22 thoughts on “So I don’t really like coins/purchases/treasure.”

  1. I have seen a lot of people try to create a wealth stat.  I dont realy have any on hand right now.  but the gist of it is a stat that goes from 0-whatever. with tiers of purchases.

    Usually they use a move like.

    When you make a purchase at your current level. Roll+ (anything, or unassisted) On a 10+ you get the item(s) On a 7-9 You may get the item but subtract 1 from your wealth stat, or get an item thats close, but not quite what you need.

  2. Hmmm can I downvote Corey’s comment? I just wasted 10 minutes looking for great rules at the 13th age SRD and found one 2×10 column of GP awards. I can only guess that is biased promotion. The first two comments from Eric and Shadi seemed very helpful.

  3. Joel Barnes sorry I just own the actual books and assumed the SRD would have the options as well. It has the optional no math system where loot is awarded per heal-up. So instead of being a dick you could have just asked me to explain what I was talking about instead of acting like I’m making shit up to piss you off.

  4. Loot per heal up. Roll a d20

    1-2 useless stuff, fake potions, etc

    3-4 one healing potion

    5-10 one higher tier healing potion

    11-15 two potions, oils, runes of pc’s choice from their tier.

    16-20 three potions, oils, runes from pc’s tier.

    Robs advice for when the adventure isn’t about money or you don’t want to deal with GP.

    Your welcome

  5. Jay Vee Hey man he  was being helpful! This guy is getting so much shit for some reason.

             I regularly input rules from other systems and they are regularly suggested here. Hell even this entire game is based off of a million other fantasy games and a game based on the apocalypse so I think transplanting rules and discussing it here is a totally alright thing to do. Chill out people.

  6. Alfred Rudzki

    What I don’t like is a flow of cash and gear that I have to monitor so that people don’t, say, have piles of the best items EVAR.

    Where Jobob the Fighter has a closet filled with magic items he can peruse before a battle, and so on.

  7. Okay, cool!

    In order!

    1) You really don’t have to monitor anyone’s gear! At all! Especially not to make sure they don’t have the best items ever. I mean, if they get good stuff, let them have it. It’s not your job as GM to curtail their cool stuff, or even to hand out loads of cool stuff. Seriously. Just populate your game with items that make sense, don’t worry about anything else.

    Not liking monitoring inventory, I understand and feel the same way. That said: I think DW has one of the most manageable inventory systems ever.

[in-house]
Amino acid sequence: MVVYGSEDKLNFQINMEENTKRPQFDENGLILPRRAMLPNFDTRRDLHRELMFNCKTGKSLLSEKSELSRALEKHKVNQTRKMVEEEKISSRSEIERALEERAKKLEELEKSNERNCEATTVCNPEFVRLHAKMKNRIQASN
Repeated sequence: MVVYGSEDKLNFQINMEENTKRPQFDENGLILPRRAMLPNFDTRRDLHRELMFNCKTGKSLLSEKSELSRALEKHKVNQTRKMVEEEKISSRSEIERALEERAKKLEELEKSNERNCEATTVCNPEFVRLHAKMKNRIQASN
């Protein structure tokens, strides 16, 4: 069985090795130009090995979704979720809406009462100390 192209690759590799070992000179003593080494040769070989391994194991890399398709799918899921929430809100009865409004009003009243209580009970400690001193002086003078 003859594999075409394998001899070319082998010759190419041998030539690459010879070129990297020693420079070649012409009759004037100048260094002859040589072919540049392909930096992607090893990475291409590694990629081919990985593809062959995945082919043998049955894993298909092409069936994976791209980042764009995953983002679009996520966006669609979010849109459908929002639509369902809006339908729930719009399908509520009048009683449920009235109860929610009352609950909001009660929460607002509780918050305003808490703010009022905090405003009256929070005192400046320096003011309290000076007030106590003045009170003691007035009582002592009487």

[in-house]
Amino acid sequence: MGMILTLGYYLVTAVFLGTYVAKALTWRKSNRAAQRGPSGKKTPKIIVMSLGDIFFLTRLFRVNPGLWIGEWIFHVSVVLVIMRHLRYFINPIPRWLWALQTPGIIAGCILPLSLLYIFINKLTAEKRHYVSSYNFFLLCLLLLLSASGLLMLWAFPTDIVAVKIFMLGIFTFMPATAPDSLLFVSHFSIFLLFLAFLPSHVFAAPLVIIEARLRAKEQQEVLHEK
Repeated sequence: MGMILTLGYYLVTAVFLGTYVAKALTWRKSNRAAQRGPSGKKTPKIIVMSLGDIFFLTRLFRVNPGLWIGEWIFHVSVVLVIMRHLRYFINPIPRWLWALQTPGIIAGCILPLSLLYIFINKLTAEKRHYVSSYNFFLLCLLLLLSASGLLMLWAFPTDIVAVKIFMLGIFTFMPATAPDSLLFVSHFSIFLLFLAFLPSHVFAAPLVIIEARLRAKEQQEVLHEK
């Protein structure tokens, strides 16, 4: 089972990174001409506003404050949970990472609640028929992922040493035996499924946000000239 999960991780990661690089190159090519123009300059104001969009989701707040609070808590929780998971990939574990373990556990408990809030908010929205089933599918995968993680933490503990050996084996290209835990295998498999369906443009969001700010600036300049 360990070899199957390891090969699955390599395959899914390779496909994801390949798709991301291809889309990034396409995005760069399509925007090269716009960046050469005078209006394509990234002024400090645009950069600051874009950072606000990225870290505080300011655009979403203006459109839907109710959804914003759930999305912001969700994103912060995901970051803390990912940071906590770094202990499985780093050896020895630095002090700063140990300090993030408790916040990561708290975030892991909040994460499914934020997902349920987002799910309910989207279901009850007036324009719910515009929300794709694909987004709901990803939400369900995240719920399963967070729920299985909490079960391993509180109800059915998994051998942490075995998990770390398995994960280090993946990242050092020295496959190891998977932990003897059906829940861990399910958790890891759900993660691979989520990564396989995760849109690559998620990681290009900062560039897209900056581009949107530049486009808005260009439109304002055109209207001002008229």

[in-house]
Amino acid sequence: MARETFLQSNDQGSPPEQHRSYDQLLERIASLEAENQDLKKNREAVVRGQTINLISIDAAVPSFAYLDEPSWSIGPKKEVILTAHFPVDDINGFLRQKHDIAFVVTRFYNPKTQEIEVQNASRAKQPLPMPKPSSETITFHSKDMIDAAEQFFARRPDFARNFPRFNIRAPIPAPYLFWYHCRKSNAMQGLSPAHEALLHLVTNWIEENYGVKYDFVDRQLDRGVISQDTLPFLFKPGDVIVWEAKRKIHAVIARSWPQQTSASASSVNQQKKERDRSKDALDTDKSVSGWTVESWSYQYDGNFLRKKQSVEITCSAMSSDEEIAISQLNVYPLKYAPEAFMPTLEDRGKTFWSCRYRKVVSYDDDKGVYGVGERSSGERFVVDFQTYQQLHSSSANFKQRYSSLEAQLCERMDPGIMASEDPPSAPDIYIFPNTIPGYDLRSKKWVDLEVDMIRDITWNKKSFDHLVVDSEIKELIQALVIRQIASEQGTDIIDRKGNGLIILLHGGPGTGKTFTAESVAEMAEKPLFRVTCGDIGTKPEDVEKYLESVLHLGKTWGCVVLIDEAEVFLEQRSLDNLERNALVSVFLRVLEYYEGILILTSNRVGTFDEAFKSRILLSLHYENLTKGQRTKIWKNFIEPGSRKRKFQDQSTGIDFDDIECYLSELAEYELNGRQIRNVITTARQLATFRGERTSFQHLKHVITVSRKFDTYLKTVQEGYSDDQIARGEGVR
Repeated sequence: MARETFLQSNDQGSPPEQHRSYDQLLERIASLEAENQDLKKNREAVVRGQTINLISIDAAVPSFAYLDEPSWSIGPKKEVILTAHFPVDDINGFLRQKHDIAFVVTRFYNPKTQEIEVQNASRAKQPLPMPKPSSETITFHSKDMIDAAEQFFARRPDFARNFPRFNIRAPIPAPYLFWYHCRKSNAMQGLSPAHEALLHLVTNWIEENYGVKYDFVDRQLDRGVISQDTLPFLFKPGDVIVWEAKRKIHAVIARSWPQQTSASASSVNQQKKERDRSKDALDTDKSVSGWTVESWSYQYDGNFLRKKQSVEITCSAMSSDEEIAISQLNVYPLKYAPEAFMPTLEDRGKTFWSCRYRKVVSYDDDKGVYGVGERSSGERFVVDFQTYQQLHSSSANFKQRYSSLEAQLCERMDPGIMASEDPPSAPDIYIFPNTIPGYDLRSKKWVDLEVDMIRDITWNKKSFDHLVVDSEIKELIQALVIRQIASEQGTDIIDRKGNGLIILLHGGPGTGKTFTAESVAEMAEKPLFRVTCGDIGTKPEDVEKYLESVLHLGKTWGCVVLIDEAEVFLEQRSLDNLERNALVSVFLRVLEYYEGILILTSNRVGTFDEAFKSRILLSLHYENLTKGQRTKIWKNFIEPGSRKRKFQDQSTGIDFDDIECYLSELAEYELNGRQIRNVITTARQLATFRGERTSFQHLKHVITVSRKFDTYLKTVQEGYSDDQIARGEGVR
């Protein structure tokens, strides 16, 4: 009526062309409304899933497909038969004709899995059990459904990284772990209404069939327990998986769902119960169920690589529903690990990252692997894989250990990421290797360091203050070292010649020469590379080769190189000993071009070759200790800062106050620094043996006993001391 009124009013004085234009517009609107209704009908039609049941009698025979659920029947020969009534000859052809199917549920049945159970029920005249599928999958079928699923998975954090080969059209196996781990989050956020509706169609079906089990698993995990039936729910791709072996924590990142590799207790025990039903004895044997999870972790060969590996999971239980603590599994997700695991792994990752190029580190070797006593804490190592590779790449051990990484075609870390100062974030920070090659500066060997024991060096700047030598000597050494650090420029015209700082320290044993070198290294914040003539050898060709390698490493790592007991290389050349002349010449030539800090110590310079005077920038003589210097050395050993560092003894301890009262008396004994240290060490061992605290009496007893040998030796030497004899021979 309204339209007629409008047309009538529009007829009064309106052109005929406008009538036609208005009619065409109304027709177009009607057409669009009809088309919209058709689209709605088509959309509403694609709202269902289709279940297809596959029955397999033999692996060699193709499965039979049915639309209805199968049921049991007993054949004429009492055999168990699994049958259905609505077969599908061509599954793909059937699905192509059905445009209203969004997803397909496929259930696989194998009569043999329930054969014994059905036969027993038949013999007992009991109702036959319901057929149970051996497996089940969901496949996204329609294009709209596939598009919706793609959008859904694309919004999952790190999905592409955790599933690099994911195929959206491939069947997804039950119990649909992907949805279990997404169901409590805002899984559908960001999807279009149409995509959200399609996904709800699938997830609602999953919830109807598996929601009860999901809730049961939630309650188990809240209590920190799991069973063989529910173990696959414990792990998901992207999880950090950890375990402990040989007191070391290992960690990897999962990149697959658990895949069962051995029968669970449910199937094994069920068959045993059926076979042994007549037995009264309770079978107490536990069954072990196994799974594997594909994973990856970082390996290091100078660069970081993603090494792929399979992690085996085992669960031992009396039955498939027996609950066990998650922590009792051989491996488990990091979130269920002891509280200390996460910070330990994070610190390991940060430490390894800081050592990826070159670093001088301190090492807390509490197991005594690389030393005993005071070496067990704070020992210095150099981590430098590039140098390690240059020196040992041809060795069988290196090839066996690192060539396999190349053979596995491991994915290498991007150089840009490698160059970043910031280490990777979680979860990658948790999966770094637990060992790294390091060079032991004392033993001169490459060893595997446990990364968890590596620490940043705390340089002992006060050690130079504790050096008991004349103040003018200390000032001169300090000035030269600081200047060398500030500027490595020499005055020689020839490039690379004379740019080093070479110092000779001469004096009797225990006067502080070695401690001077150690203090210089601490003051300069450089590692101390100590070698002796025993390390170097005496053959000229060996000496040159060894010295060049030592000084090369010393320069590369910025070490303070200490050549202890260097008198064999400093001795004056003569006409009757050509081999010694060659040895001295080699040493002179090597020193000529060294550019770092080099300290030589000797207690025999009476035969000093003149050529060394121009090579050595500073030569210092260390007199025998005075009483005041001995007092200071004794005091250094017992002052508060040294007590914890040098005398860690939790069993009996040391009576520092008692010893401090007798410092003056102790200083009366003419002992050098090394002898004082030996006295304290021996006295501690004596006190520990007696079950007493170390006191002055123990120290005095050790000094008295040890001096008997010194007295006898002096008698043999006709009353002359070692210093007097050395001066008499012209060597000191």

I don’t know how much DW you’ve gotten to play, so I may be in the wrong here but: if you go ahead and play, it really isn’t a problem.

    2) Follow the Load rules and their effect on rolls. This is a pretty simple one, and it means the PCs can’t really roll around the land with an infinite cupboard of magic items (unless you give them an Infinite Cupboard I guess). I mean, if the Fighter wants to load up on cool items, that’s really not a problem, is it? At that point, it’s on the player.

    Also magic items can’t be bought, remember. There is literally no connection between cash and magic items. Not entirely your point, but remember this! In DW, magic items aren’t for sale! They’re found while spelunking, questing, or adventuring! So, there’s no way the Fighter is loading up on magic goodies unless you give them out!

    3) Loot and treasure does get pretty dramatic in DW. Most of the really good stuff has moves attached to it — this connects with [2] above about the non-issue of walking around with magic items. It’s not like D&D where you have a billion bonuses to measure. Whatever magic items they carry function are all unique! With stories behind them! And fictional effects outside of mechanics, if they’re any good!

    Now, none of this info may matter to you! That’s fine! It’s important for all of the ways DW approaches things like Load, Wealth, and Magical Item proliferation to get brought up, though. 

  8. William Timmins you could get creative with limited use magic items that you feel could benefit the party at different times or create cool story opportunities for them to riff off of without being overpowered due to the limited nature.

  9. Nah, you can show up in your starting gear at 10th level and just go crazy.

    I mean, unless you, as the GM, throw a monster at the players that their current equipment can’t affect. 

    If you want the players to start a new game with some neat stuff, this is why they invented love letters.

    “So, Wizard, you’ve brewed up some crazy stuff in that tower of yours. Pick the one item from the list you really want, and roll +INT. On a 10+, get it and 1 other item. On a 7-9, get it or 2 other items. On a 6-, it’s yours, but tell us the terrible thing you had to do to make it.

    – a staff of power

    – a shielding amulet

    – a bottomless flask of potion

    – a flying device

    – a tome of endless knowledge’

  10. The Cleric in my group is 9th level. He has less than 100 coins and owns 2 minor magic items. The Wizard possesses a couple of  major magic items which have drawbacks. All magic items have been treasures.

    The only time the party had significant wealth (a few hundred) they blew it on a party for the carouse bonus, the game’s purpose-built money sink. Weapon breakage has been on ongoing problem from lack of money at other times. And the world hasn’t a single place in which it’s possible to buy a magic item in any case.

    All of which is a long way of saying “it depends on your campaign”. There’s no reason higher level characters should have an particular wealth level, and no need to follow the D&D loot/treasure treadmill if you don’t want to.

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